The first step towards completing Phase 1 of my Master Plan is this battalion of Perry metal Bavarians.
To complete my brigades I need two battalions of fusiliers. I would have preferred marching poses, but that would require 4 figures per base to look right, and that would have resulted in left over figures, which I can't stand.
Whereas a firing line can look, at least in my opinion, a little more dynamic (read chaotic). To this end I got a selection of line and flank companies in firing line with the 1812 standing command. 5 boxes, 30 figures, no left overs. Yes, I could have used up left over marching figures in vignettes around wagons or something, I suppose, but I didn't think of that. Sue me.
Maybe when I recruit the 3rd Brigade.
Since these figures won't be used for Sharp Practice, I could use different facing colours. The yellow facing with red piping for IR 4 and 8 is quite striking, and my confidence with painting piping has improved dramatically since working on Russian artillery last summer. The fact that all the belting rather obscures the facings is unfortunate and made them a challenge to paint. It's nice that these figures are properly geared up with haversacks and canteens etc, but that also increases the challenge. We spend so much time worrying about getting the coat colour right, but the average Napoleonic infantryman has so much junk hanging off him we can only see his sleeves really.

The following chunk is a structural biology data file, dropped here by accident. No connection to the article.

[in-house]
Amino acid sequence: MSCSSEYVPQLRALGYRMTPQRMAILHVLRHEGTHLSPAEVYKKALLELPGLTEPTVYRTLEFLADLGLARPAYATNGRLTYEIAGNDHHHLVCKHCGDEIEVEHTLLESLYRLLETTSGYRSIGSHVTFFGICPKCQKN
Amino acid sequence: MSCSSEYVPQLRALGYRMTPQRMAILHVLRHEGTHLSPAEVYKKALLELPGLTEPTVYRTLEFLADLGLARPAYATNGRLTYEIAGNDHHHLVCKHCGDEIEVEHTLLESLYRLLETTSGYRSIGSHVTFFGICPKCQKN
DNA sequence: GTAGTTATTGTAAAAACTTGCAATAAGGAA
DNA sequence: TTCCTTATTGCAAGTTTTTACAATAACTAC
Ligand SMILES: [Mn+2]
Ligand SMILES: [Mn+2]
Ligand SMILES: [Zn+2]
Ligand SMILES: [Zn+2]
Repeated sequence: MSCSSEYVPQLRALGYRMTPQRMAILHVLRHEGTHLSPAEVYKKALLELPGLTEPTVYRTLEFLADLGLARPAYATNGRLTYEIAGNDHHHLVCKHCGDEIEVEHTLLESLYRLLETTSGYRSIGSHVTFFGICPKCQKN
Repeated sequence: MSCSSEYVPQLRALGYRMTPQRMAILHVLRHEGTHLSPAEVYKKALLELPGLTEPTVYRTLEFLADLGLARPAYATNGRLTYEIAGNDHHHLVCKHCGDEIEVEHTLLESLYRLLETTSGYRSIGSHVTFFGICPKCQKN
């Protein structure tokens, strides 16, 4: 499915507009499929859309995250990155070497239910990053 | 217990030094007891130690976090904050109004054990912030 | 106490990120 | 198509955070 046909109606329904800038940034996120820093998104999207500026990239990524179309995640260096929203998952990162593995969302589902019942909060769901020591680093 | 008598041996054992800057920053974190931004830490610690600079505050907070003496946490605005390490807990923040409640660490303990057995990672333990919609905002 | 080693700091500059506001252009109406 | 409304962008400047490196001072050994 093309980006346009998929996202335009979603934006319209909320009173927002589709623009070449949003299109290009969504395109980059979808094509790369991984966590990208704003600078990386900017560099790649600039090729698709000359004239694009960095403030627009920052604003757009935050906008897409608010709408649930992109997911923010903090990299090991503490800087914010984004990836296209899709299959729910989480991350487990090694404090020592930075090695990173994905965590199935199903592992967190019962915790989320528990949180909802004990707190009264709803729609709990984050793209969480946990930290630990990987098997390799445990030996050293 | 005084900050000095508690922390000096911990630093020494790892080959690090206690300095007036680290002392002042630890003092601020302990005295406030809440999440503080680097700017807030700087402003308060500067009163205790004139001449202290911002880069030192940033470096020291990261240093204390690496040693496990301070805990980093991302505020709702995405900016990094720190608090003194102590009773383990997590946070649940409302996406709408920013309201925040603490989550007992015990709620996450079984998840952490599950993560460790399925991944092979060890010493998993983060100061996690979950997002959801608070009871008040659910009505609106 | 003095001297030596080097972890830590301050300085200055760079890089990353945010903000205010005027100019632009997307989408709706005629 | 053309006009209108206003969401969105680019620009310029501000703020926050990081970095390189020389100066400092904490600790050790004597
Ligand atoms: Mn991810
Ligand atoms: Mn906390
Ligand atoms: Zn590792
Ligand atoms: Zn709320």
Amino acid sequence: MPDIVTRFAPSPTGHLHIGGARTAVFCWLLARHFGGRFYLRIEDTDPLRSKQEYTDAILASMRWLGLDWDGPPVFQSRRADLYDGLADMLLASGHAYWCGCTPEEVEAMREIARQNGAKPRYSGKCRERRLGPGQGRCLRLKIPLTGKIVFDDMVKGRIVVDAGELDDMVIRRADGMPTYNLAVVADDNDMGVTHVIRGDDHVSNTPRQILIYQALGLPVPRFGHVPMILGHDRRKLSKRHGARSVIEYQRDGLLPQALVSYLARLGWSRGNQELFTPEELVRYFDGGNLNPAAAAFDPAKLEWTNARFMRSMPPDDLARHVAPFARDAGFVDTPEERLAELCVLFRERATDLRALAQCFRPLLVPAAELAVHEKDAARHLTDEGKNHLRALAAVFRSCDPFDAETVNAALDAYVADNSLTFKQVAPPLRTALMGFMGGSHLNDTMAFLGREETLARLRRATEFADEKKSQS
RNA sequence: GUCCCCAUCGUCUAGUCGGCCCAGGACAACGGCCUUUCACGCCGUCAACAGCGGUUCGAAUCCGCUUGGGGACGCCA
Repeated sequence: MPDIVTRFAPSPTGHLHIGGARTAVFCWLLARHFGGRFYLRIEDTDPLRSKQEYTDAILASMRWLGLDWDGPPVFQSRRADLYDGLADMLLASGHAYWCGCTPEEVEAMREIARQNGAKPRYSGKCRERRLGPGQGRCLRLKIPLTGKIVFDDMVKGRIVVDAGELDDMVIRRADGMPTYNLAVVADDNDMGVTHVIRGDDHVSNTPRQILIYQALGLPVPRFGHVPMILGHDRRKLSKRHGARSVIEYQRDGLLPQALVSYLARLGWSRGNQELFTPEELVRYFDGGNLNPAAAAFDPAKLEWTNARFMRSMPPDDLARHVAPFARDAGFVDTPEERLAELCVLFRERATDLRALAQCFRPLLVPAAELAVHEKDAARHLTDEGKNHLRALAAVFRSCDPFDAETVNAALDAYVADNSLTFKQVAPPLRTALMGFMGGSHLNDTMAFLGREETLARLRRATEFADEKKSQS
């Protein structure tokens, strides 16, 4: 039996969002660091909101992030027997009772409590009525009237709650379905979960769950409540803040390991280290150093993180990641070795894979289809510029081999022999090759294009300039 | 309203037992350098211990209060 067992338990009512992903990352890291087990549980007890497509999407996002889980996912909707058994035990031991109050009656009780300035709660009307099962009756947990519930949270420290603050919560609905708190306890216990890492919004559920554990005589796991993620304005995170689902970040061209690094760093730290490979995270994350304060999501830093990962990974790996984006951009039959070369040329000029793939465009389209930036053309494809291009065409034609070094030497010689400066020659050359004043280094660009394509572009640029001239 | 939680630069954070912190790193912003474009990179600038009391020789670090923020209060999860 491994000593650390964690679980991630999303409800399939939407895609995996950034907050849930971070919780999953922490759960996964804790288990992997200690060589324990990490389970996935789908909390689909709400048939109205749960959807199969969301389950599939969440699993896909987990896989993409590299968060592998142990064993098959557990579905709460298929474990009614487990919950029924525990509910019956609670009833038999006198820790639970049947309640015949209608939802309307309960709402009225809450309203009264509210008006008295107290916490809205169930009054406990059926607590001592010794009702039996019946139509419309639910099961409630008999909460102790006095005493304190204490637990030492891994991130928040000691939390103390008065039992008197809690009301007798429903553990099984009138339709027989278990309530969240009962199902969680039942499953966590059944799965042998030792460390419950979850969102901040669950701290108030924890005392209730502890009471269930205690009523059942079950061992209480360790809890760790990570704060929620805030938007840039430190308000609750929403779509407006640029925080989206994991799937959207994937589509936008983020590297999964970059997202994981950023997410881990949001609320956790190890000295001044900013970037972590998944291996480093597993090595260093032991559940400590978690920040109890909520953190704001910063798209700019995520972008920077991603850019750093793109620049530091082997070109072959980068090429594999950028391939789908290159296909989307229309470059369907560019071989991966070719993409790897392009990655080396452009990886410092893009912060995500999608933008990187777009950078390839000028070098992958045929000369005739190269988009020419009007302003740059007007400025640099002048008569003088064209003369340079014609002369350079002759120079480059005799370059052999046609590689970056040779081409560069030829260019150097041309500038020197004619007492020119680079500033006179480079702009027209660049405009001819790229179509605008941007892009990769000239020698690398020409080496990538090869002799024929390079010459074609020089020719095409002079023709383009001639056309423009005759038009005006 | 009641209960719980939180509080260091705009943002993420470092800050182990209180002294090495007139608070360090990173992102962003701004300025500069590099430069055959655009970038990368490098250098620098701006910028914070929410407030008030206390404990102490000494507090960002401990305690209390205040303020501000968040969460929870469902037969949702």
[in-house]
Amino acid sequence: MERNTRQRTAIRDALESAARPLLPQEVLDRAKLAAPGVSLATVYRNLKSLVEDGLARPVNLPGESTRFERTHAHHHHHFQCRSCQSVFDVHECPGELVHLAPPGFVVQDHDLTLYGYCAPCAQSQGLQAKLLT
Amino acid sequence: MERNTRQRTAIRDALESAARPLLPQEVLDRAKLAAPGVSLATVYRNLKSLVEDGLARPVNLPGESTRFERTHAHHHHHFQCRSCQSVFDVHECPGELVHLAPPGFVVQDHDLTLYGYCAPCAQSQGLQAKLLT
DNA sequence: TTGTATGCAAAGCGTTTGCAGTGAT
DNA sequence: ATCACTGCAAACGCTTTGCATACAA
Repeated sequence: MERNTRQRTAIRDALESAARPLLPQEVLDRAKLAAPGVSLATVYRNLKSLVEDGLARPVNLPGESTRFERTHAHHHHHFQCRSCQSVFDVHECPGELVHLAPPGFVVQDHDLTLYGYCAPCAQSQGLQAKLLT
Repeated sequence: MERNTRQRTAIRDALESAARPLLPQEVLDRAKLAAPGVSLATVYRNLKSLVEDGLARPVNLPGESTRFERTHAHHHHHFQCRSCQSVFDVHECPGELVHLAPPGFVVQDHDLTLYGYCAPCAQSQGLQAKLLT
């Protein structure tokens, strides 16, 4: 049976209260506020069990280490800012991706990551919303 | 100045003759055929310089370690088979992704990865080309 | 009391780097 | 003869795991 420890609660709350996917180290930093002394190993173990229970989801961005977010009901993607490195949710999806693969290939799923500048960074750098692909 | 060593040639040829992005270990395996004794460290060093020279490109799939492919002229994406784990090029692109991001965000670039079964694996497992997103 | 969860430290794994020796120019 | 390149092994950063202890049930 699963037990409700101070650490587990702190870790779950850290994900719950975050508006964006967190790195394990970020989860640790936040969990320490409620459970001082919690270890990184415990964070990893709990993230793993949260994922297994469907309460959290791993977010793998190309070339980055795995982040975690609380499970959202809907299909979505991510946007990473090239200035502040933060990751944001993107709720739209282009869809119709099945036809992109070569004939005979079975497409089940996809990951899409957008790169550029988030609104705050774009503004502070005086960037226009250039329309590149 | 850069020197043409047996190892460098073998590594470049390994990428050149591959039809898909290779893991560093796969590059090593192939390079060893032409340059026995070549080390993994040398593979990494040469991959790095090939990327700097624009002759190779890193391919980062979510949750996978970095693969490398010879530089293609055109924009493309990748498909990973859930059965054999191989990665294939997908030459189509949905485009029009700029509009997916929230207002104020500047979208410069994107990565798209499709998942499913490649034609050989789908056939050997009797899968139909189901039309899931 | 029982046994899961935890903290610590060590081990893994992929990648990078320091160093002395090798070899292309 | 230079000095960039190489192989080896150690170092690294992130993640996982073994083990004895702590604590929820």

I used some 45mm x 40mm plastic bases that came with a box of Perry Prussians, so that the more dynamic poses could be spread out a bit.
Another nifty thing, this unit being IR 4 Sachsen-Hildburghausen, is that before the reforms of 1799, when the Bavarian army abandoned the hideous Rumford uniform, this regiment was Fusilier Regiment No. 5 von Wahl. Wahl being the surname I was born with, and my ancestors emigrated from Bavaria around the time of the American Civil War. I like to imagine a distant ancestral connection.